Street style icons Elena Perminova, Michelle Harper, Natalie Joos, Miroslava Duma, Anya Ziourova, Anna Dello Russo and Giovanna Battaglia shot by Tommy Ton (image via


In the age of technology and social media, when everyone has the capacity to report, consume and share news, street fashion is steadily gaining impact. Both traditional and online publications are quick to cater to their readers’ insatiable hunger for real-time information. So we’re consuming a constant stream of images and posts documenting the tiniest details of major fashion and cultural events.


And with the rising popularity of blogging, what people wear as they are going about their lives has started to interest us no less than what designers send down the catwalk, creating a special caste of street style icons. Photographed by the likes of Tommy Ton and Scott Schuman street style personalities are perceived as more genuine, accessible and relatable than runway models. That is why Leandra Medine (aka The Man Repeller), Natalie Joos (Casting Director and blogger), Susanna Lau (of Style Bubble) and other popular fashionistas have a huge following that is swayed by their wardrobe choices. In fact, street style icons’ power has become so great, that it allows them to launch trends and propel budding designers to fame.


Miroslava Duma, Anya Ziorova and Natalie Joos wearing Ostwald Helgason (image via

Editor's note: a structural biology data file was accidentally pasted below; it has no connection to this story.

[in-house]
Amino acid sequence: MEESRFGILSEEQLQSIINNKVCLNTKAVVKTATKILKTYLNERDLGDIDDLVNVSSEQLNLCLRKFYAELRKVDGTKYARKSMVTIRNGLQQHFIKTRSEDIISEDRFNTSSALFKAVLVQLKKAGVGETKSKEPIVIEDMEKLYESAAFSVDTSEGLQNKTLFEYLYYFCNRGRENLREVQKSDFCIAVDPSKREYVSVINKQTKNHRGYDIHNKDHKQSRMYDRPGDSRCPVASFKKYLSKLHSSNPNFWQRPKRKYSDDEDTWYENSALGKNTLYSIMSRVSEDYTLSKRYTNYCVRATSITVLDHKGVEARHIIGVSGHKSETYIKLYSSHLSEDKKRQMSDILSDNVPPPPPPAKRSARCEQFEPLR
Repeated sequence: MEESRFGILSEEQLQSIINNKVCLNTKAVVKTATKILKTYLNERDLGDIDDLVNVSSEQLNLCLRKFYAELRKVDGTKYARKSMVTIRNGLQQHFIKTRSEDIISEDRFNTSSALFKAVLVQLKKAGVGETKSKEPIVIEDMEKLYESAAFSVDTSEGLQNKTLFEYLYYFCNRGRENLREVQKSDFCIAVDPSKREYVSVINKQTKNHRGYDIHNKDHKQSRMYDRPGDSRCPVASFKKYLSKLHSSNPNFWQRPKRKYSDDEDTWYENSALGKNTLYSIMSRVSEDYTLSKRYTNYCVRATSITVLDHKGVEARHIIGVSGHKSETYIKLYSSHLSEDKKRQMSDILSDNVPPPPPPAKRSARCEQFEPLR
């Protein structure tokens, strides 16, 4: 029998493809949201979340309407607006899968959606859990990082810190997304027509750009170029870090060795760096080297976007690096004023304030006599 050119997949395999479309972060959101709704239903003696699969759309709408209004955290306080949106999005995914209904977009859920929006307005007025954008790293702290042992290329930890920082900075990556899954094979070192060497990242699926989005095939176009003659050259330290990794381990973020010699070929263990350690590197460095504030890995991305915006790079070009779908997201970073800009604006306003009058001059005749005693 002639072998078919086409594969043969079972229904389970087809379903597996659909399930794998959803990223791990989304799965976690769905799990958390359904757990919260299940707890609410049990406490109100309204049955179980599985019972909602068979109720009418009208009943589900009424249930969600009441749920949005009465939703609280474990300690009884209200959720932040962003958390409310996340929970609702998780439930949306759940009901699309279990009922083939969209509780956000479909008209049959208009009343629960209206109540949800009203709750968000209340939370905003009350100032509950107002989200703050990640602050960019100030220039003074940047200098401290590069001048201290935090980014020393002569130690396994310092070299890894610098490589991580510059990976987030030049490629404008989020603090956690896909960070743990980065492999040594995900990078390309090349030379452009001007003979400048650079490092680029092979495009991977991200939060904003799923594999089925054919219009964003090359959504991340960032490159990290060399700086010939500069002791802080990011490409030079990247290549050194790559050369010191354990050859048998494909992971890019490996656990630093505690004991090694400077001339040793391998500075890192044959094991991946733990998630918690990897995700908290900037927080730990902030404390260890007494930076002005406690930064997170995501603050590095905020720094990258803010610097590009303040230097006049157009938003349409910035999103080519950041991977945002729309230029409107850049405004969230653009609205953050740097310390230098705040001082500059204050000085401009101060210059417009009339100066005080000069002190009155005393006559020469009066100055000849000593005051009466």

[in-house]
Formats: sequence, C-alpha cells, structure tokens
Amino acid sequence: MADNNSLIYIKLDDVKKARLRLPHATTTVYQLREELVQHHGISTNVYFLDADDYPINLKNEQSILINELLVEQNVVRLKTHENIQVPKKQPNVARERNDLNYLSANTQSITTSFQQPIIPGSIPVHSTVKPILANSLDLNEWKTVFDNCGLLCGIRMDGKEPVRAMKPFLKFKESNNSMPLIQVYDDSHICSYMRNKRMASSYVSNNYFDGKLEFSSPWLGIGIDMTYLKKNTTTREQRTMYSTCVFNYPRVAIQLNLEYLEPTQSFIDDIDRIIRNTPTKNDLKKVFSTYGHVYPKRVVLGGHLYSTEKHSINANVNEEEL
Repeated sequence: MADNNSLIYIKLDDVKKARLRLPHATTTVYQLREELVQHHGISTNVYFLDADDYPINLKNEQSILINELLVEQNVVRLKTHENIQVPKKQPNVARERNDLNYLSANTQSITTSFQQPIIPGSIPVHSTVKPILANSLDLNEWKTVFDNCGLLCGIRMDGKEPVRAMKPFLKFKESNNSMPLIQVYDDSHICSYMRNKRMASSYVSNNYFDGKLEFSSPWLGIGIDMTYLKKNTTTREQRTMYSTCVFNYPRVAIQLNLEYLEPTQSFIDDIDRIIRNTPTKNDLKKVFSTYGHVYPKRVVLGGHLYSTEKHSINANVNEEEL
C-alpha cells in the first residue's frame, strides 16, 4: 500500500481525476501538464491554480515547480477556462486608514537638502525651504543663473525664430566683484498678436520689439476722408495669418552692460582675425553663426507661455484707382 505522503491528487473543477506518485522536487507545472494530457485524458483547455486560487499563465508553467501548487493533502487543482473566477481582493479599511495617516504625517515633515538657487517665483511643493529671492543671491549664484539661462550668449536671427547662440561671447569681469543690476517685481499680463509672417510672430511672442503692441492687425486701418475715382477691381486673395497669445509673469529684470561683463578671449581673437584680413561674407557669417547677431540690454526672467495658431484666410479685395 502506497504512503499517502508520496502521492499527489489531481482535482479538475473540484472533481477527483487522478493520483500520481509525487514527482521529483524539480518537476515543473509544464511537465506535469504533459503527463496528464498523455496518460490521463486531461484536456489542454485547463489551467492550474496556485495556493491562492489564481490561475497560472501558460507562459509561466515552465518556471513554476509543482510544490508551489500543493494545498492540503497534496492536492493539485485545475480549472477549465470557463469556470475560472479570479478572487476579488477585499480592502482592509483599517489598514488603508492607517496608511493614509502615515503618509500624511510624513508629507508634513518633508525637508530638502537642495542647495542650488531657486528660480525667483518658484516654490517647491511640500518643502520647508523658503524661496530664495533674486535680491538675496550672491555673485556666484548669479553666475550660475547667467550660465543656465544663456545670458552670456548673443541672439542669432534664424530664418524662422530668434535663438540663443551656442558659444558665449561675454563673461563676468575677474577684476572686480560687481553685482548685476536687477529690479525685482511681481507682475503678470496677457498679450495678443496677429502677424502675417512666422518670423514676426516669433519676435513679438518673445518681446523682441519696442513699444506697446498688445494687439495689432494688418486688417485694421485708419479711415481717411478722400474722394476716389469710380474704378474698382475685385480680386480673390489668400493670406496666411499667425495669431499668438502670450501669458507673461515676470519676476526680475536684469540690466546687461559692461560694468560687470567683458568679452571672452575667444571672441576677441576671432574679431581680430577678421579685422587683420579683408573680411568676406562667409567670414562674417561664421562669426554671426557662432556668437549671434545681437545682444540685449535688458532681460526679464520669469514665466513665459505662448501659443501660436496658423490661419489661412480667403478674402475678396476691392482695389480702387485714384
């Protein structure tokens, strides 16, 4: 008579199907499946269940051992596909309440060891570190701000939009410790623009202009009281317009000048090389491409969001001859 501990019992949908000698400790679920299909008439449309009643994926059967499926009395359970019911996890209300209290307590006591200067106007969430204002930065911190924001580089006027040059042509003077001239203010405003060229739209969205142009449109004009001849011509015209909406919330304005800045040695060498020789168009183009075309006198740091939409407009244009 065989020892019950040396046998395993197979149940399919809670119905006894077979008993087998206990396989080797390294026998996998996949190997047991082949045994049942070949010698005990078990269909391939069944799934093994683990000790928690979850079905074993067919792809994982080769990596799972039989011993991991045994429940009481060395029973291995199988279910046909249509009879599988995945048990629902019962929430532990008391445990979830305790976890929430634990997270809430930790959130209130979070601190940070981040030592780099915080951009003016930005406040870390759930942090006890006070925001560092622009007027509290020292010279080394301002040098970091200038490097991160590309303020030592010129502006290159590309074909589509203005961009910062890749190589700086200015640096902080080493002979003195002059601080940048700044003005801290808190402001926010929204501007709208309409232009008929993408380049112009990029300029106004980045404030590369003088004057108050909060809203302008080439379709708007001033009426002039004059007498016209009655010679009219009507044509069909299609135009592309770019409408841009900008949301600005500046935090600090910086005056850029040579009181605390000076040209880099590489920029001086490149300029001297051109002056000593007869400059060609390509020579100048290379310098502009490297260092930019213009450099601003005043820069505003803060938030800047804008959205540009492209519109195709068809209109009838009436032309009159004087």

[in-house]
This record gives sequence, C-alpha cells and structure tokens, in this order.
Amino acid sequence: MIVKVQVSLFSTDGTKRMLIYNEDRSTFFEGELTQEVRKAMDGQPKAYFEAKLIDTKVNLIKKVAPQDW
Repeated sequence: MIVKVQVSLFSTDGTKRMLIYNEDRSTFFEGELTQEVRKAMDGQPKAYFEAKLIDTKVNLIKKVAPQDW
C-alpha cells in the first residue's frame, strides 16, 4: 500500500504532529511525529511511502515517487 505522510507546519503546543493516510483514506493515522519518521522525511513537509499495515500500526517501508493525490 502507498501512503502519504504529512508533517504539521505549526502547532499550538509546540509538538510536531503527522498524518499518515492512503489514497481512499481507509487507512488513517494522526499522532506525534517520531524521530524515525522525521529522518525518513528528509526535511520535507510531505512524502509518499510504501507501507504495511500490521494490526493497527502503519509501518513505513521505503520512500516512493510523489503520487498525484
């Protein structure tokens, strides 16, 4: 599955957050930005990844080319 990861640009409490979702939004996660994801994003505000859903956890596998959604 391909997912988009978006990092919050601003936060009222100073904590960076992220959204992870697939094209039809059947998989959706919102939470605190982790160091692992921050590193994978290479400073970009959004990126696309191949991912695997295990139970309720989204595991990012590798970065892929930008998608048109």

Consider the case of Ostwald Helgason, a young London-based brand that got their break in 2012. When Evelien Joos cast the label’s fall show, her sister Natalie couldn’t resist borrowing one of the outfits to wear at Paris Fashion Week. Miroslava Duma (Fashion Consultant, Founder of Buro 24/7) and Anya Ziourova (Fashion Director of Tatler Russia and Allure Russia) noticed Natalie’s look and followed suit by buying and wearing Ostwald Helgason pieces themselves, thus, helping the label rise to prominence first through street style photography blogs, and later through traditional media. Susanne Ostwald and Ingvar Helgason claim that:


“For us, as a small brand, we would never be able to get that kind of exposure [otherwise].”


Aside from promoting their sartorial creations, street style helps designers see how their garments are appropriated into real life situations, how they are mixed and matched with other brands, providing valuable feedback that allows labels to identify their hits and misses, as well as get inspired for new collections.


Anna Dello Russo is often criticized for "peacocking" (image via, part of "TAKE MY PICTURE" documentary by GARAGE Magazine)


But there’s a different side to the story. Suzy Menkes called what is happening outside Lincoln Center and in the Tuileries Garden a circus, criticizing the phenomenon of “peacocking” – dressing in wacky outfits to be shot by street fashion photographers. And one can’t argue that she has a point in doubting the motifs that guide street style stars’ behavior. Because it really seems that the ever-increasing number fashion bloggers, magazine editors, fashion insiders and people who are famous for no particular reason at all turn to “peacocking” to satisfy their craving for attention. Besides, some newly minted street style personas deliberately wear outrageous garment combinations in hopes of getting on the designers’ radar, landing requests for collaboration, and receiving luxurious gifts which they could show off during the next major fashion event.


Should designers team up with street style icons to promote their commercial goals? Much like soliciting celebrity endorsements, it all depends on your brand’s personality and message. Since each street fashion star has their own style and a distinct set of followers, it only makes sense to reach out to someone who belongs to or directly influences your target audience (that is, if you’re aiming to land a product review or get increased media exposure).